Tories need to show their message works across generations
now, but, gratifyingly, I was given a fair hearing and Sir Patrick McLoughlin, the party chairman, even singled my speech out for praise.
Ian Hislop got a big laugh on Have I Got News For You? when, commenting on the reports that the average age of Tory Party members is now 72, joshed that was only so far as the Young Conservatives were concerned.
Very funny, but, hand on heart, I saw a lot of people my age and younger at the conference.
Talking to them, I would say we had a lot in common.
For many of us, the notion that each new generation should be able to build a better future, and do better than the one that preceded ours, feels increasingly at odds with the reality that we, as a demographic, face.
We are at an age when, despite working as hard as we can, and saving as much as we can, the aspiration of owning our own homes remains only that – an aspiration, and one that is likely to remain so for some years yet.
We are a generation that having voted overwhelmingly to remain in the European Union, feel pessimistic about what lies ahead for us as we enter what looks like a cold, hard post-Brexit world.
The older generations at the conference had big advantages over us.
The oldest – old enough to have seen the Second World War or been born not long after it – could, generally speaking, count on a job being for life and a good pension.
The ‘baby boomers’ that followed may not have had the same job security, but they could mostly afford to buy their own homes and see them rise in value over the years.
My generation has neither blessing, but we still want to realise our potential.
I told the conference how, if I have a fighting spirit, Birmingham has given it to me.
I want to fight for my generation and for Birmingham.
It is simply not acceptable that we have the lowest employment rate of any of the core cities, with the percentage of people out of work in some constituencies running into double figures.
There exists, too, a large discrepancy between wards in respect of life expectancy.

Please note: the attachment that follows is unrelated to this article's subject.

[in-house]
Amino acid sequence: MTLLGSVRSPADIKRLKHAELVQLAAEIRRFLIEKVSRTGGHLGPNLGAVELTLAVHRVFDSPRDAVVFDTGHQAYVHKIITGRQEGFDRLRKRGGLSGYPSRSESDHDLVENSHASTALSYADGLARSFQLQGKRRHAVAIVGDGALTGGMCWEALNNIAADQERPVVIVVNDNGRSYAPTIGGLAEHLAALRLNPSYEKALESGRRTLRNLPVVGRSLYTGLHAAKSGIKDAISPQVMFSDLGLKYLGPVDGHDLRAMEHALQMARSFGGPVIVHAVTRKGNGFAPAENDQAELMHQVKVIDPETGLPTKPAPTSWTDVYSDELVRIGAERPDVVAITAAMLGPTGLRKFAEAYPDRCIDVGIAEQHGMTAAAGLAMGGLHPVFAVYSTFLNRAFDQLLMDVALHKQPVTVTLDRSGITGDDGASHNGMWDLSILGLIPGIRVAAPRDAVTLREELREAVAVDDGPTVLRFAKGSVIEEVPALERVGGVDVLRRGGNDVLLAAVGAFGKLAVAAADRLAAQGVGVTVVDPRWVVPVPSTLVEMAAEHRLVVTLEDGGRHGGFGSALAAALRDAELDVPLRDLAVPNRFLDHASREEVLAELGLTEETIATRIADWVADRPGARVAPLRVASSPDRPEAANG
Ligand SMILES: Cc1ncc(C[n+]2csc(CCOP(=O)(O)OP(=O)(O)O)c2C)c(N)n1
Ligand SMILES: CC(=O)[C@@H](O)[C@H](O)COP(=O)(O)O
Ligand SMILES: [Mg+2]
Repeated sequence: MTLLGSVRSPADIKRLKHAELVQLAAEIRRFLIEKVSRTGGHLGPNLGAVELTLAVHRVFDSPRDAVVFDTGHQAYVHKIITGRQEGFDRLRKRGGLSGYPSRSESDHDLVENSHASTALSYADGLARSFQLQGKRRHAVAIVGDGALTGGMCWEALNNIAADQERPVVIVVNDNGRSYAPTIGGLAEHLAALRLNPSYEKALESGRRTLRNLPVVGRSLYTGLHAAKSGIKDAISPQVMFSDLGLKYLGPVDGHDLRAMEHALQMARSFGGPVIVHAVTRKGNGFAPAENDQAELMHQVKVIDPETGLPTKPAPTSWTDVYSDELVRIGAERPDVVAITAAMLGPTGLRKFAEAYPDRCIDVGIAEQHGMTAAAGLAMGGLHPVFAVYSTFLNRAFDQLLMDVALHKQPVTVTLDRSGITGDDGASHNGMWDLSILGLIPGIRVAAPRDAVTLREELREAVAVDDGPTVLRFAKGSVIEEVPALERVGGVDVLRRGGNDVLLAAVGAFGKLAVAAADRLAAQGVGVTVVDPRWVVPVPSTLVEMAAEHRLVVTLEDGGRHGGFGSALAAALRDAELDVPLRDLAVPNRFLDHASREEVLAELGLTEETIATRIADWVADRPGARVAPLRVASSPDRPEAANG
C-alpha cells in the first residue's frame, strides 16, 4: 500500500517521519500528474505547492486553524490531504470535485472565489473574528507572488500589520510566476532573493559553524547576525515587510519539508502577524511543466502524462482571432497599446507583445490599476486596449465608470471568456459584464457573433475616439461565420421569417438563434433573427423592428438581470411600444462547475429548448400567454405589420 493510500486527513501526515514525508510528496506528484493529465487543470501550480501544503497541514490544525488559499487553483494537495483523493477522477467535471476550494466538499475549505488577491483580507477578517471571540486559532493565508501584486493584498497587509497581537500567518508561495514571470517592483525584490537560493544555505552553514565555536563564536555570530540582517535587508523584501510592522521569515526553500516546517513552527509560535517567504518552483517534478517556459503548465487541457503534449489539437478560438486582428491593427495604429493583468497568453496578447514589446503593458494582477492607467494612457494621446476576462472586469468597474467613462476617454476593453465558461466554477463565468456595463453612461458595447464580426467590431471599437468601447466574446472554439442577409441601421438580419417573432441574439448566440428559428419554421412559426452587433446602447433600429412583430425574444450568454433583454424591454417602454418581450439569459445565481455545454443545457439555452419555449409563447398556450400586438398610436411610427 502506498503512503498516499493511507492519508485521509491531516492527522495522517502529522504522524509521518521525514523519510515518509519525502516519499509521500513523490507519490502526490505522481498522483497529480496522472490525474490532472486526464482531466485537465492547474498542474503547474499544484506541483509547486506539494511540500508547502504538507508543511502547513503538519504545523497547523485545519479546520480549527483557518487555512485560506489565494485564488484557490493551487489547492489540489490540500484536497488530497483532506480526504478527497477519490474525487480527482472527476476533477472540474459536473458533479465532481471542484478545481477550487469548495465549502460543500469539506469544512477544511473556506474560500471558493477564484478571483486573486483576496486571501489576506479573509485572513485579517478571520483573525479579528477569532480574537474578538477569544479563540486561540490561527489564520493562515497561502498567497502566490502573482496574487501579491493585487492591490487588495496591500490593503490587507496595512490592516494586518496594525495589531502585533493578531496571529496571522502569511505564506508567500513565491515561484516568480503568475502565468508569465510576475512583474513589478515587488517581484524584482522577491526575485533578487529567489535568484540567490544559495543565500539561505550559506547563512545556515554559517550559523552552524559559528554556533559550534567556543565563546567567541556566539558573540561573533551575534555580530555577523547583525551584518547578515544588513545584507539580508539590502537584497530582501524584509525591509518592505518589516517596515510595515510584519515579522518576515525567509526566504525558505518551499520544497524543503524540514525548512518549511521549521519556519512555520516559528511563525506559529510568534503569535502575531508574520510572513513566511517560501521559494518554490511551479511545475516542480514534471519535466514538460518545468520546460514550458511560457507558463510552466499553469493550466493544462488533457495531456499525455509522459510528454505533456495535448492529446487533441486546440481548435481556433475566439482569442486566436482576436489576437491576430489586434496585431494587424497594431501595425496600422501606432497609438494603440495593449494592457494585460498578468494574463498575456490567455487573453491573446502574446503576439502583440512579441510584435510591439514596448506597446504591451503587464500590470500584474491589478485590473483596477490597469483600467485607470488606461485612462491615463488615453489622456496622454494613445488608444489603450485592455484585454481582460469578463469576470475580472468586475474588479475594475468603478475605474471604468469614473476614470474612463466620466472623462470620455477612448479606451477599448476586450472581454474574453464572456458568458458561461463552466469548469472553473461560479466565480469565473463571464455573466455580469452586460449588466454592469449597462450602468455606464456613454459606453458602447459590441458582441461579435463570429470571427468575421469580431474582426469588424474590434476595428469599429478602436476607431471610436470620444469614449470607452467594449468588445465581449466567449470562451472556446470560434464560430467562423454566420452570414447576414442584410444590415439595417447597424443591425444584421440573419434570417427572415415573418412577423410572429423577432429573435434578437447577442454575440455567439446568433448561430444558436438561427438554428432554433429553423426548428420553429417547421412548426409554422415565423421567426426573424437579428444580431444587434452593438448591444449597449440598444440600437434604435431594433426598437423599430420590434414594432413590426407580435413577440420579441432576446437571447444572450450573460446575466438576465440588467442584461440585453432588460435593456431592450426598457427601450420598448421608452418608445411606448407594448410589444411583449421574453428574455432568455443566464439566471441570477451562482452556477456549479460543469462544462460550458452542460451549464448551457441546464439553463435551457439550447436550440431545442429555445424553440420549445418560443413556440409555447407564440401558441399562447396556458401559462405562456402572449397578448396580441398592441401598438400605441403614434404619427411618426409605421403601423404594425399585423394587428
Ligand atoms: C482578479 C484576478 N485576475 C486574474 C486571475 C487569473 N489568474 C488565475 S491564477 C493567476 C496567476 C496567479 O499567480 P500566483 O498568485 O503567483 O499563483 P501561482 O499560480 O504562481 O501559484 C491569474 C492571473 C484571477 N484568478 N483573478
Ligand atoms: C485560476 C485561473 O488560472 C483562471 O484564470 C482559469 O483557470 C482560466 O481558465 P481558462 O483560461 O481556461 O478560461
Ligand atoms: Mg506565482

My own political patch of Edgbaston neatly illustrates the social divide that exists in my city. Stunningly large houses with a value of more than a million pounds, situated in an oasis of leafy suburbia, are separated by just a few hundred yards from communities living in deprivation and whose lives could not be more different.
It’s a reminder that despite the progress we have made, there are social injustices that still need to be tackled, poverty that still needs to be alleviated, and equality of opportunity that still needs to be available for everyone, irrespective of age, ethnicity, family wealth or postcode.
The Conservative Party has a great tradition of being able to address the challenges that have faced every generation before mine.
While I remain convinced that out of all the choices we have available, the agenda of a Conservative government remains the best placed to tackle these challenges, the stark reality remains that vast numbers of my generation do not share this view, as the recent general election result showed.
As a party, we must be able to demonstrate to voters of my age that we are on their side. Amil Khan is a Conservative Party
activist from Edgbaston
Despite the progress we have made, there are social injustices that still need to be tackled